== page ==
Oregon teens get hands-on learning with Portland FBI during week-long academy
PORTLAND Ore. (KPTV) - High school students from around the state are in Portland this week to learn the ins and outs of a career with the FBI.
Forty-one students, chosen from an application pool of more than 140 candidates, are getting hands-on training at the Portland FBI offices in skills like processing a crime scene, interviewing subjects, testifying in court, and more.
They are also receiving lectures from professionals in various sectors of the FBI, including mediators and SWAT members.
For some of the students, like senior Eleanor Black from Roosevelt High School, a career in the field has been a lifelong dream.
“I’ve always been interested in forensic psychology and that stuff, and I thought it would be cool to get a look into a program that I might want to do when I get older and graduate,” she said.
For senior Laith Essaid from Beaverton Academy of Science and Engineering, it’s more of a recent interest.
“I’ve watched some TV shows, always was interested in what the FBI actually looks like,” he said. “This summer I wanted to explore what my job opportunities were in the area, so I filled out an application.”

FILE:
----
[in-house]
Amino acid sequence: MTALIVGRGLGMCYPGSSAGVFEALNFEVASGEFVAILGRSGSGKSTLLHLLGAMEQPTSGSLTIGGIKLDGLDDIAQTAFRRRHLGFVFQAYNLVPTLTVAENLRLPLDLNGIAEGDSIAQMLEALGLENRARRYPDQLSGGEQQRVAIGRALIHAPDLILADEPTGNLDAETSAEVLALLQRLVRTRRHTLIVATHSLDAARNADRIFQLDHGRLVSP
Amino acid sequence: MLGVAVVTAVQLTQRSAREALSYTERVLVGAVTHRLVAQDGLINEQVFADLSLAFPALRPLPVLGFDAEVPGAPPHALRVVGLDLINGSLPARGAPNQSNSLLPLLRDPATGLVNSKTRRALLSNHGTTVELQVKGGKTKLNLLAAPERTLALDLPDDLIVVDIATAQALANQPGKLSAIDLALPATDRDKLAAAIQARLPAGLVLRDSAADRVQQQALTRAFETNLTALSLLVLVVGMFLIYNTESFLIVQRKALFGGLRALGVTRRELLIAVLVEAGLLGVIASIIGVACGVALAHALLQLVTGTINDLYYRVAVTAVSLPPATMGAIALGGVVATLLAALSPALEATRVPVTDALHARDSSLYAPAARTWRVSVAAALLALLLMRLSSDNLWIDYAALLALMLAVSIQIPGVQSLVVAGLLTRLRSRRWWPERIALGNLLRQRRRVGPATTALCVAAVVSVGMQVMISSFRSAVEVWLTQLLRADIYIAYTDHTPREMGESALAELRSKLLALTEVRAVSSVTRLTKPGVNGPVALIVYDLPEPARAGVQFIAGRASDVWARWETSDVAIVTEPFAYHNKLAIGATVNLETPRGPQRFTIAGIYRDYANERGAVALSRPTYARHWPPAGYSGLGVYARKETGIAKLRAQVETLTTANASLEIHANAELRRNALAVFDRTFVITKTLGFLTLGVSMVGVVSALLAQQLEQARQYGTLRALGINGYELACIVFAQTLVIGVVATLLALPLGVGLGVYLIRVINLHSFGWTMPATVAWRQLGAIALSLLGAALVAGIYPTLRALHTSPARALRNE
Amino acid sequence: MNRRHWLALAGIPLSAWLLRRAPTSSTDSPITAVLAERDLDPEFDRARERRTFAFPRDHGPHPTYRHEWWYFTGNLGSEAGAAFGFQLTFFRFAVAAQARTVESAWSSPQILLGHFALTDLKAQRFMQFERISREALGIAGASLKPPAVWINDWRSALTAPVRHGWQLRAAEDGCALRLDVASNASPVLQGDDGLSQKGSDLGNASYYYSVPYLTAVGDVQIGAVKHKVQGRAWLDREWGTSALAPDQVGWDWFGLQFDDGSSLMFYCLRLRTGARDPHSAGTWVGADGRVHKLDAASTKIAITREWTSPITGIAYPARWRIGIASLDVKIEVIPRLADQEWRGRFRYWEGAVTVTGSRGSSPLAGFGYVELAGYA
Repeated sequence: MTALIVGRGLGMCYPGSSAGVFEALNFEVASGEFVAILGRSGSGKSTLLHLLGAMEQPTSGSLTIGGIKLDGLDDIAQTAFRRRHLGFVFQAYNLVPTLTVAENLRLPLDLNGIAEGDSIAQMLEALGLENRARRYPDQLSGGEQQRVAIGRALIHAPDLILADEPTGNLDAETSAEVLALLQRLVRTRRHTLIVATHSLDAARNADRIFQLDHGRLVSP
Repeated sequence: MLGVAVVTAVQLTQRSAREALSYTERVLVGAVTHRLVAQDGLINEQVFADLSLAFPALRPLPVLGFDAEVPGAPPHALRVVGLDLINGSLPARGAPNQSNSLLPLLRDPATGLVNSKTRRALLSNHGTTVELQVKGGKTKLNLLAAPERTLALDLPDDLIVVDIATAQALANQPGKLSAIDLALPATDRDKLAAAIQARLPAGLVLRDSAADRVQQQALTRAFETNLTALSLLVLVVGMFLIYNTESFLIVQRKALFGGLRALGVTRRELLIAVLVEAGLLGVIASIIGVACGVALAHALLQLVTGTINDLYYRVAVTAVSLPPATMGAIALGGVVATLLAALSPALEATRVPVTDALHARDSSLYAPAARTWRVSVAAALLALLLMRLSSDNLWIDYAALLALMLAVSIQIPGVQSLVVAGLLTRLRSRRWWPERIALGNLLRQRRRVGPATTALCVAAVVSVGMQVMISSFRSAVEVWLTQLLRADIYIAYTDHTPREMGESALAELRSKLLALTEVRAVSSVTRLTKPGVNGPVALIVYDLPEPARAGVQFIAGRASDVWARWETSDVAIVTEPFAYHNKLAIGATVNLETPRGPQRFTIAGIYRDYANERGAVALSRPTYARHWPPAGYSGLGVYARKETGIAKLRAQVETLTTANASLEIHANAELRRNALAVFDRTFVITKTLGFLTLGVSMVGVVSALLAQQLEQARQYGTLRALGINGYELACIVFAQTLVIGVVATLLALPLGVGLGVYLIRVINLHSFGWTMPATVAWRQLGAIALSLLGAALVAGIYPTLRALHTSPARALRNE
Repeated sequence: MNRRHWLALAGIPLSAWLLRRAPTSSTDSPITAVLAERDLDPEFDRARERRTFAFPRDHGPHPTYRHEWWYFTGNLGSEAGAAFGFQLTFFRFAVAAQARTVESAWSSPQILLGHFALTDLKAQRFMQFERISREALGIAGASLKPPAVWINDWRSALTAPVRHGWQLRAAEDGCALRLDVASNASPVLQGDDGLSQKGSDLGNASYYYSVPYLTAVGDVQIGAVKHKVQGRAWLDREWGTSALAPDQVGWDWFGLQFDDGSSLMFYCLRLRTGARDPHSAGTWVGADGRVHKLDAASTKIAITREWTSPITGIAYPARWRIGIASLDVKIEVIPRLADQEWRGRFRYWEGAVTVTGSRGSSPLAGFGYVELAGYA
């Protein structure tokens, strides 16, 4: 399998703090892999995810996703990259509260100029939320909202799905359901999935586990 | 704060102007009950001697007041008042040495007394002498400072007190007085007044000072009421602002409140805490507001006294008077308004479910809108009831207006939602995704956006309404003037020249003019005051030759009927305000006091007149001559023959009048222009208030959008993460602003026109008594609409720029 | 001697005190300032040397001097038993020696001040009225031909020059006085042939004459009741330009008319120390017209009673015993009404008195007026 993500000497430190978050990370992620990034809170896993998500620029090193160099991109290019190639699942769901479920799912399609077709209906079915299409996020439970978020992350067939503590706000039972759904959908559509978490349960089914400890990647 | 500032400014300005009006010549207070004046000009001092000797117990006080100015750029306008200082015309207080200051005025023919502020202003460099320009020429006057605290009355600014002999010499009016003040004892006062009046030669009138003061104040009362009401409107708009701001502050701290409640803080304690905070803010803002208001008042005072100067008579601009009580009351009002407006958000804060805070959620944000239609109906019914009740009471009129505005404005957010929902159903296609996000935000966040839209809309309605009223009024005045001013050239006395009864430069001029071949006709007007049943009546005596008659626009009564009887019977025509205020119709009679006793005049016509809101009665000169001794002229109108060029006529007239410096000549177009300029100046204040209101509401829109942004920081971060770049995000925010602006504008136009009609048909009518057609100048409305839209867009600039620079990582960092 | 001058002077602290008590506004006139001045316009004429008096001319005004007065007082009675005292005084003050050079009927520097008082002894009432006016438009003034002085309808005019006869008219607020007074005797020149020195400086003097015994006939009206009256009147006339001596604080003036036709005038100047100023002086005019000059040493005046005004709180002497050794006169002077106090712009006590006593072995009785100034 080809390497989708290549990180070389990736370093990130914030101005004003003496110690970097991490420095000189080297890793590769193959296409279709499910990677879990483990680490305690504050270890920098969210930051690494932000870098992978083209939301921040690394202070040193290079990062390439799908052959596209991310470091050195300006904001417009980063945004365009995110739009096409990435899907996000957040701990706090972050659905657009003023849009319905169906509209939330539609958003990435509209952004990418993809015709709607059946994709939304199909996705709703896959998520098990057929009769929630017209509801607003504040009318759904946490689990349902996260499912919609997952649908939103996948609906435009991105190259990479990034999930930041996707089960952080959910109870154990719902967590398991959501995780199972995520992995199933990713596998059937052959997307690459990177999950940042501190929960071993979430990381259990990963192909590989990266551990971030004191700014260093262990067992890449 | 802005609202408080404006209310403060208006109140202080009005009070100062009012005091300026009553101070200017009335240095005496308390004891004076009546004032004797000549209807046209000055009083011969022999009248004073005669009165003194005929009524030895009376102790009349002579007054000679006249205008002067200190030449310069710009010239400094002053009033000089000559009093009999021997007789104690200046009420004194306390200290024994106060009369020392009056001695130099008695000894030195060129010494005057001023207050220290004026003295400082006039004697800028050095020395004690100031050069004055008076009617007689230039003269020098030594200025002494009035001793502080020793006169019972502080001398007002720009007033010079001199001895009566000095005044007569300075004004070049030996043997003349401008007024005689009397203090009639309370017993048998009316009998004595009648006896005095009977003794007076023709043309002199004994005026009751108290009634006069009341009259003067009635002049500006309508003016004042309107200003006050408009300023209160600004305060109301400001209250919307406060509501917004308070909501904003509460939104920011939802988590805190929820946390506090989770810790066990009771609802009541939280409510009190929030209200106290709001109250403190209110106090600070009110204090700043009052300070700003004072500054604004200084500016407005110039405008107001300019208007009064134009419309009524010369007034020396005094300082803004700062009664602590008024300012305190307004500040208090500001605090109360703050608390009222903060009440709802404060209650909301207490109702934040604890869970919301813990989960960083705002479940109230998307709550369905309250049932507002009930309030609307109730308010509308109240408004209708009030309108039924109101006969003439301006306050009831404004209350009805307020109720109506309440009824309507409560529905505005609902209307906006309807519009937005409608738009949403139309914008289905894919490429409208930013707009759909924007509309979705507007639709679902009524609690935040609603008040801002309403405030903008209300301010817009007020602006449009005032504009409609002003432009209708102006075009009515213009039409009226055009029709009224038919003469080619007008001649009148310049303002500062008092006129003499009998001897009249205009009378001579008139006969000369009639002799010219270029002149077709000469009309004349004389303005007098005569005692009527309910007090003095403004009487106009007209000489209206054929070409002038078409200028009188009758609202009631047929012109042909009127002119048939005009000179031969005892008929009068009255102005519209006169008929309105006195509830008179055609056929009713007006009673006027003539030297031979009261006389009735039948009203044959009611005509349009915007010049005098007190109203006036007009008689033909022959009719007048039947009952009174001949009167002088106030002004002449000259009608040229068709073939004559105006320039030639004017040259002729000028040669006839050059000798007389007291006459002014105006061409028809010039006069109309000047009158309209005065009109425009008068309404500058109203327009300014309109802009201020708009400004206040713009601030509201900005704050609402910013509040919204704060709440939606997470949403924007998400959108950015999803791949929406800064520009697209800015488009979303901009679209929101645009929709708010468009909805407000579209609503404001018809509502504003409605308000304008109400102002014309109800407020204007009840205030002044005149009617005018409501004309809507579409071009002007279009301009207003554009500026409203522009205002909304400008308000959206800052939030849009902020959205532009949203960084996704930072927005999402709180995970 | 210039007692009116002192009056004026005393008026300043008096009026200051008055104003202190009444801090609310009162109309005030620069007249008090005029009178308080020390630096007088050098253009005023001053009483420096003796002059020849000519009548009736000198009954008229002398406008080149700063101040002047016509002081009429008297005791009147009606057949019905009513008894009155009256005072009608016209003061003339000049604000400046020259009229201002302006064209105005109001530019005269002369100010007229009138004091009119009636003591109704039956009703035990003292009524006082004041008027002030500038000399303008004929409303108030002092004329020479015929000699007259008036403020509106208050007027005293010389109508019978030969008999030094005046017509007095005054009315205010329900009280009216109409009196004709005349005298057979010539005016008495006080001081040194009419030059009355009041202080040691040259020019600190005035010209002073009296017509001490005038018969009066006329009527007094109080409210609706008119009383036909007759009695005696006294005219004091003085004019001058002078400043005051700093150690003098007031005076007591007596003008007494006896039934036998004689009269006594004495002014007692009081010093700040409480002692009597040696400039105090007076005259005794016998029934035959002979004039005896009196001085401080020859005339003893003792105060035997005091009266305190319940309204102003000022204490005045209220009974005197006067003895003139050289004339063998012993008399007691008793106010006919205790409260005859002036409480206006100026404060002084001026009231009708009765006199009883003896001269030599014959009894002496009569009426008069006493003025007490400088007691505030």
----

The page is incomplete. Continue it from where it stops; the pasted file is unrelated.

Kieran Ramsey, the Special Agent in Charge of the Oregon FBI, said the program has been running for years and it’s a very competitive selection process.
“They’ll do certain activities today in terms of identifying a crime scene, starting to process it. They’ll actually do mock interviews, and furtherance of a mock investigation that’s tied to these crime scenes, and then we round it off with an actual mock trial,” Ramsey said.
Students said they were also impacted by the sessions they received from the career experts.
“We learned from SWAT, the behavioral group here that works and they deal with criminals, we’ve heard from people who work with international threats,” Essaid said.
“I thought the gang team was really cool,” Black added. “I live in a neighborhood where gang stuff is rampant and really an issue, so it was interesting to see how these things I see every day are combatted.”
The goal is to encourage interest in public service and shine a light on the jobs available in the private sector.
The week-long academy has seemed to achieve those results over the years.
“Our community outreach specialist who is organizing this entire endeavor this week, went through this program 7 years ago,” Ramsey said.
Students attending this week said they won’t be far behind.
“The behavioral studies and the psychology department has looked really interesting to me,” Essaid said.
Black said the training has confirmed to her that a career in forensic psychology is truly what she wants.
“The stuff that they actually do is really important, and I want to help people, you know?” she said.
You can find more information about the Teen Academy here: Community Outreach — FBI
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